Underwater Bow Thruster Reinstallation

Maritime Activity Reports, Inc.

February 19, 2019

  • Photo: Hydrex
  • Photo: Hydrex
  • Photo: Hydrex Photo: Hydrex
  • Photo: Hydrex Photo: Hydrex

A month after a Hydrex diver/technicians removed the bow thruster of a 300-meter container vessel a team once again mobilized to Italy. They reinstalled the overhauled unit underwater with the use of the company’s flexible mobdock technique.

The available time window for the removal of the bow thruster in October was very short because of the tight schedule of the vessel’s charterer. The time required to perform the operation therefore needed to be brought back to the absolute minimum. For this reason the job was split in parts, performed in different ports. This is a good example of how Hydrex looks at the precise circumstances of each operation and find a way to tailor the operation to fit the customer’s specific needs.

The time frame for the reinstallation was slightly larger, allowing the team to carry out the job during a single stop of the vessel.

In-house technology and years of experience
Hydrex has a special R&D department continuously looking for new ways to streamline the repair procedures used by their teams. One of the results of this research are the Hydrex mobdocks. They were used to close off the thruster tunnel once the overhauled bow thruster had been brought into the tunnel. These lightweight mobdocks have been used during thruster operations for over 20 years now. They can be shipped to anywhere in the world by plane.

All water was then removed from the tunnel. This created drydock like conditions for the divers despite the vessel staying afloat. The team then secured the unit and connected it to the engine room. Once this was done the thruster propeller blades were installed one by one. With the thruster blades in position the ship was ready to sail, on schedule.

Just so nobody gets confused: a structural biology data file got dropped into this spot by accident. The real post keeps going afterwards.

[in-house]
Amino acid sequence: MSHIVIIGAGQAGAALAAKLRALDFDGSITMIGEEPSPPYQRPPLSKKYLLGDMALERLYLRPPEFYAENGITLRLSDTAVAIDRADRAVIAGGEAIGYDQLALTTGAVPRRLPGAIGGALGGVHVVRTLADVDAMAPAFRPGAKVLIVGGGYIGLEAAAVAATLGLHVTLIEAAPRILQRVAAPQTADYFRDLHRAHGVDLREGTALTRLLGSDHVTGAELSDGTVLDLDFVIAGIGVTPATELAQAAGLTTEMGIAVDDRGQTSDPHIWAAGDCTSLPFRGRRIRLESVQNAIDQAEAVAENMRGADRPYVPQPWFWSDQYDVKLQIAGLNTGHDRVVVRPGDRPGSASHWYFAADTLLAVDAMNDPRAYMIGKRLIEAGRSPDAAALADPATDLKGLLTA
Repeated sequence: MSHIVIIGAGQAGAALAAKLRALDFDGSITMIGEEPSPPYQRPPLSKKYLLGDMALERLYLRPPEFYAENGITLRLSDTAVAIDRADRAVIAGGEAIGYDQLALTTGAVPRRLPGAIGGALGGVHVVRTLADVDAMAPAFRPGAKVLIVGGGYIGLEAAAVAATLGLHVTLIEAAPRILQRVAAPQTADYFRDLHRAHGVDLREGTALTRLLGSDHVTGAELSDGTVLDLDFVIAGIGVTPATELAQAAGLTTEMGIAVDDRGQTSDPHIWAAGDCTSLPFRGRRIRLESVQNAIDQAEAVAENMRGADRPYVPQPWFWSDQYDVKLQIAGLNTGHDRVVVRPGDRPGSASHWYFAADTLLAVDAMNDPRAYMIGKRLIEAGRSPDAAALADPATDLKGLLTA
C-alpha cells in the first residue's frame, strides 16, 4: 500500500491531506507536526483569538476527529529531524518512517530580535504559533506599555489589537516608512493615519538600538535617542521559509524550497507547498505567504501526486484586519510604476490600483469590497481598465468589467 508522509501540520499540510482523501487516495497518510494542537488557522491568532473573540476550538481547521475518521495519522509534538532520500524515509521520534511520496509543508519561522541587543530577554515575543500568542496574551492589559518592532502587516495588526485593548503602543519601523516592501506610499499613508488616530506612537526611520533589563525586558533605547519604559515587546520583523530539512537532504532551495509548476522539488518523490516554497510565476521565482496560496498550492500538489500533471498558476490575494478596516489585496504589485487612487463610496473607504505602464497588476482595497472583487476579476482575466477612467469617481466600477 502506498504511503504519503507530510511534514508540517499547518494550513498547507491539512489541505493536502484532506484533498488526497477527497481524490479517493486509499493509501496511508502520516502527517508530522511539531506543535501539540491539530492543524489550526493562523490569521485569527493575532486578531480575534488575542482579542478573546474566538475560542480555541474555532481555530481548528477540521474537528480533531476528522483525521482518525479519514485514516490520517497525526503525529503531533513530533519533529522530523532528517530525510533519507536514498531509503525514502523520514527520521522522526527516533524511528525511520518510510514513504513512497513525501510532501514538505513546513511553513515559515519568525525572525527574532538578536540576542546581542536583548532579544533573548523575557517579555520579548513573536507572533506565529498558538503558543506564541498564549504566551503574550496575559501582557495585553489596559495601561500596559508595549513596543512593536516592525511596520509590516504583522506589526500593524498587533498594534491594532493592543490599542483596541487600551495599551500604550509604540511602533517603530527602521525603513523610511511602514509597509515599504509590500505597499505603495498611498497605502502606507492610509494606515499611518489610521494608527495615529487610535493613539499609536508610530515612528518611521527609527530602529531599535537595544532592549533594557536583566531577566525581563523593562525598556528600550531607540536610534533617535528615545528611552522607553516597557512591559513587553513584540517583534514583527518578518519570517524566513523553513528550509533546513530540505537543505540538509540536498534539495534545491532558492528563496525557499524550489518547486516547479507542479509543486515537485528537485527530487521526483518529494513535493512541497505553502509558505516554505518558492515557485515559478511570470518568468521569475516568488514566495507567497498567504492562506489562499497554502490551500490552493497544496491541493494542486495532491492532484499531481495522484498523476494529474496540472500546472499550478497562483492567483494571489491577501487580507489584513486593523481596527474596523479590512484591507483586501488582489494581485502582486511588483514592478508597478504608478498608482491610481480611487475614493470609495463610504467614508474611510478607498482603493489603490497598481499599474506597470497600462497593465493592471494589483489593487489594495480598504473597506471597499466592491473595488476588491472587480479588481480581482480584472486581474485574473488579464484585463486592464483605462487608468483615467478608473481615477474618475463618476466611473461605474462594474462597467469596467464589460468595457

Specific solutions for specific needs
Ever since Hydrex was founded in 1974 the company has strived to keep the impact of underwater repairs for the owner as minimal as possible.

Performing operations afloat and underwater is a very important factor in doing this. Over the years Hydrex has developed techniques to perform on-site repairs to every part of the underwater ship. From damaged hulls, over leaking seals and deformed propeller blades to malfunctioning thrusters, they have a repair solution that avoids unscheduled drydock visits.

Carrying out repairs on-site alone is off course not enough. Hydrex teams can perform all operations afloat. They do this in the fastest possible time and to drydock standards. The company offer solutions to a wide range of underwater problems without sacrificing the high quality or safety standards they are known for.

Sometimes a very straightforward repair is needed. In other cases a specific, tailor-made solution is designed by the R&D department. In the case of a cruise vessel in the Caribbean the repair itself was one the teams had done on many occasions, but the ship’s time table was the tricky part. Because of the nature of the vessel, its strict schedule included many short stops. The Hydrex technical department therefore proposed a scope of work that would allow the divers to perform the replacement in stages in several different ports.

Conclusion
Hydrex can assist shipowners with almost any problem they encounter with their vessel’s thruster. A wide range of underwater repair or maintenance work can be carried out to all types of thrusters. An entire unit can be overhauled, propeller blades or seals can be replaced or repair work on a specific part of a thruster can be performed on-site.

Team members are trained to be flexible and adapt to rapidly changing circumstances. They work in shifts around the clock to finish any job as fast as possible. As a result the charterer of the container vessel in Italy did not have to worry about his vessel’s schedule.

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